A signaling pathway required for plants to grow to their normal size appears to have an unexpected dual purpose of keeping the plant from wallpapering itself with too many densely clustered stomata.
Keiko Torii holds a mutated version – one thats an inch tall and covered densely with microscopic stomata – and a normal plant of Arabidopsis, a small flowering plant that is widely used as a model organism in plant biology.
Photo credit: University of Washington
"Its surprising that size and stomata patterning – both key to plants being able to survive on dry land – are using the same signaling components," says Jessica McAbee, a University of Washington research associate in biology. Shes one co-author of a report in the July 8 issue of Science about work with Arabidopsis, a weed-like member of the crucifer family for which scientists already have a genomic map.
Stomata are microscopic pores on the surface of plants that open to allow plants to take in carbon dioxide from the air for photosynthesis. They close when there is the danger that the plant tissue may lose too much moisture.
Sandra Hines | EurekAlert!
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The Institute of Semiconductor Technology and the Institute of Physical and Theoretical Chemistry, both members of the Laboratory for Emerging Nanometrology (LENA), at Technische Universität Braunschweig are partners in a new European research project entitled ChipScope, which aims to develop a completely new and extremely small optical microscope capable of observing the interior of living cells in real time. A consortium of 7 partners from 5 countries will tackle this issue with very ambitious objectives during a four-year research program.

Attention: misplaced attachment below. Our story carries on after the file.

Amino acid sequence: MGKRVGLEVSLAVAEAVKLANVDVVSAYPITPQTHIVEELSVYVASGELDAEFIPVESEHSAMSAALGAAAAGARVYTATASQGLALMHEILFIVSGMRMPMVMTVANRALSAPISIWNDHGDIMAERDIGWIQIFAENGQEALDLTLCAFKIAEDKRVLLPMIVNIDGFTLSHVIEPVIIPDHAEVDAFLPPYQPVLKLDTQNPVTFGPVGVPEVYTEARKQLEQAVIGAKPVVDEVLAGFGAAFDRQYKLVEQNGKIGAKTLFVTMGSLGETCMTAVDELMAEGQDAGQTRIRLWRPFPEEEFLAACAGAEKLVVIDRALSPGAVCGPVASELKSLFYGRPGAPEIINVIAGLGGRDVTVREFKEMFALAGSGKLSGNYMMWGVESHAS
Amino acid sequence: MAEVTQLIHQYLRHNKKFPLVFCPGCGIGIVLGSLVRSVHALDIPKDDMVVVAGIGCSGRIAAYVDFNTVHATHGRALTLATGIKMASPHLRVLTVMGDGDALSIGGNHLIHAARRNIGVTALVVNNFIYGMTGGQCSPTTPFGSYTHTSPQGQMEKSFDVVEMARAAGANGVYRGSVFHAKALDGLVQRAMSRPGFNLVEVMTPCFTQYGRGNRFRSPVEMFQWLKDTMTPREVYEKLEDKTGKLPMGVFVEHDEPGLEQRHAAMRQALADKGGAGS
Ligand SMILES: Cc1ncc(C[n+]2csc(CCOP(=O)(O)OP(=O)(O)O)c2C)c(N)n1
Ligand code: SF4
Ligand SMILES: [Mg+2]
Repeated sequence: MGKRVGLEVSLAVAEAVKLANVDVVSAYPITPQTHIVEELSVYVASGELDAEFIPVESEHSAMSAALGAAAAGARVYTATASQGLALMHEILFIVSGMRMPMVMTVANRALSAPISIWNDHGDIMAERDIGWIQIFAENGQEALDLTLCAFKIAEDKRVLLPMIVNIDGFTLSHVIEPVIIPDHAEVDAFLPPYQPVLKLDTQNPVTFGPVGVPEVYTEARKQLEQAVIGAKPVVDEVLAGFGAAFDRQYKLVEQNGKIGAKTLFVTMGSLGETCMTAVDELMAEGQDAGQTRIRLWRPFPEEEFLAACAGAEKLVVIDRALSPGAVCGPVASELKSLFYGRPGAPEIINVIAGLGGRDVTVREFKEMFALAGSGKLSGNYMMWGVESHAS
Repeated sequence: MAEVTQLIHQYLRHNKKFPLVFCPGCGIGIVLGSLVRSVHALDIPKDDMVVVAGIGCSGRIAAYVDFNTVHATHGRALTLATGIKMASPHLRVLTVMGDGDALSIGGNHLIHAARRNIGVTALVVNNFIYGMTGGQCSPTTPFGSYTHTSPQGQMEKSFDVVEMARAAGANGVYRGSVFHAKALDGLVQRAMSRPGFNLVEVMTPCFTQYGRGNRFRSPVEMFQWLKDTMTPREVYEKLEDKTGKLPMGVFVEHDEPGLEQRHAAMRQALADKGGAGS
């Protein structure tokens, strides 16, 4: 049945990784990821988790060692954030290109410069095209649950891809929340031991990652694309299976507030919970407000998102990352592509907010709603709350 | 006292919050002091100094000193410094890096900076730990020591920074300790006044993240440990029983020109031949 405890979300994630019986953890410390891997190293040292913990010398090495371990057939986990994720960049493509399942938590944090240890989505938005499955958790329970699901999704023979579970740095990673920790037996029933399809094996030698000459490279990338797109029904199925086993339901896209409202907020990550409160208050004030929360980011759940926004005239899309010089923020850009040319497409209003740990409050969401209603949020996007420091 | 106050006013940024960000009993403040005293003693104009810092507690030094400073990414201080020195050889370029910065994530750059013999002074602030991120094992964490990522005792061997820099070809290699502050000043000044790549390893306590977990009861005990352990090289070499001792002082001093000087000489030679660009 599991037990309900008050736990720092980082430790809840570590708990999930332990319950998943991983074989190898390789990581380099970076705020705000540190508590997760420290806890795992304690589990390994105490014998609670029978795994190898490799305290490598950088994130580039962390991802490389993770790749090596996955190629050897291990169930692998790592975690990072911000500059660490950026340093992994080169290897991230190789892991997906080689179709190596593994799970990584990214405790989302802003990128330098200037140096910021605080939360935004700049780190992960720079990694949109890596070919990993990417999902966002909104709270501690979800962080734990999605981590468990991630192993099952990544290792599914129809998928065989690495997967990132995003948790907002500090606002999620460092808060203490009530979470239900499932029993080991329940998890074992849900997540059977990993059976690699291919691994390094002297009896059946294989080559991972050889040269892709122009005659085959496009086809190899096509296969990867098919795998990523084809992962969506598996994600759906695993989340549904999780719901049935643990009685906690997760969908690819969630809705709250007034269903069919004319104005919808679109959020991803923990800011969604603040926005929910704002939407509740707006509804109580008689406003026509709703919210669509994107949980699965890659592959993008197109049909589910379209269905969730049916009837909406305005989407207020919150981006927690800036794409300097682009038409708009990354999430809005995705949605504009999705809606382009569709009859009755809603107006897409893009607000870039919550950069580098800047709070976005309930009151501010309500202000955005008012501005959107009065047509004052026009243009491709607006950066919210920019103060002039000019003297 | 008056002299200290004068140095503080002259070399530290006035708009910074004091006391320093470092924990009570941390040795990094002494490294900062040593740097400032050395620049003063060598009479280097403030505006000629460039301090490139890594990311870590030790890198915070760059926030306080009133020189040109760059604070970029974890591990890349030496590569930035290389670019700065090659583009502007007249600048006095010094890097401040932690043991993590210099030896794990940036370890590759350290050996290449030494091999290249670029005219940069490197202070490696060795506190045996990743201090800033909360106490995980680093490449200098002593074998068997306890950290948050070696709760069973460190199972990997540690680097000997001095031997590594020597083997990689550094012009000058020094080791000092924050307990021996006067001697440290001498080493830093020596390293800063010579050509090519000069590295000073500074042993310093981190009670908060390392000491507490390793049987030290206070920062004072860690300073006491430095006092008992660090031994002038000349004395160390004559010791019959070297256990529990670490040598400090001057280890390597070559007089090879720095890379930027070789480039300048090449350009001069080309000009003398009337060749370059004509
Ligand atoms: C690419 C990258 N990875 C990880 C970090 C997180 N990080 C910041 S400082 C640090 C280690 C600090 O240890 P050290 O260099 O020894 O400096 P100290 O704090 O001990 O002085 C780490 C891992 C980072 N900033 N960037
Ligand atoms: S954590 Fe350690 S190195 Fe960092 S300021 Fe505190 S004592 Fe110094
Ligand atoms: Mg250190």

To demonstrate the usefulness of this new scientific tool, at the end of the project the developed chip-sized microscope will be used to observe in real-time...
Astronomers from Bonn and Tautenburg in Thuringia (Germany) used the 100-m radio telescope at Effelsberg to observe several galaxy clusters. At the edges of these large accumulations of dark matter, stellar systems (galaxies), hot gas, and charged particles, they found magnetic fields that are exceptionally ordered over distances of many million light years. This makes them the most extended magnetic fields in the universe known so far.
The results will be published on March 22 in the journal „Astronomy & Astrophysics“.
Galaxy clusters are the largest gravitationally bound structures in the universe. With a typical extent of about 10 million light years, i.e. 100 times the...
Researchers at the Goethe University Frankfurt, together with partners from the University of Tübingen in Germany and Queen Mary University as well as Francis Crick Institute from London (UK) have developed a novel technology to decipher the secret ubiquitin code.
Ubiquitin is a small protein that can be linked to other cellular proteins, thereby controlling and modulating their functions. The attachment occurs in many...
In the eternal search for next generation high-efficiency solar cells and LEDs, scientists at Los Alamos National Laboratory and their partners are creating...
Silicon nanosheets are thin, two-dimensional layers with exceptional optoelectronic properties very similar to those of graphene. Albeit, the nanosheets are less stable. Now researchers at the Technical University of Munich (TUM) have, for the first time ever, produced a composite material combining silicon nanosheets and a polymer that is both UV-resistant and easy to process. This brings the scientists a significant step closer to industrial applications like flexible displays and photosensors.
Silicon nanosheets are thin, two-dimensional layers with exceptional optoelectronic properties very similar to those of graphene. Albeit, the nanosheets are...
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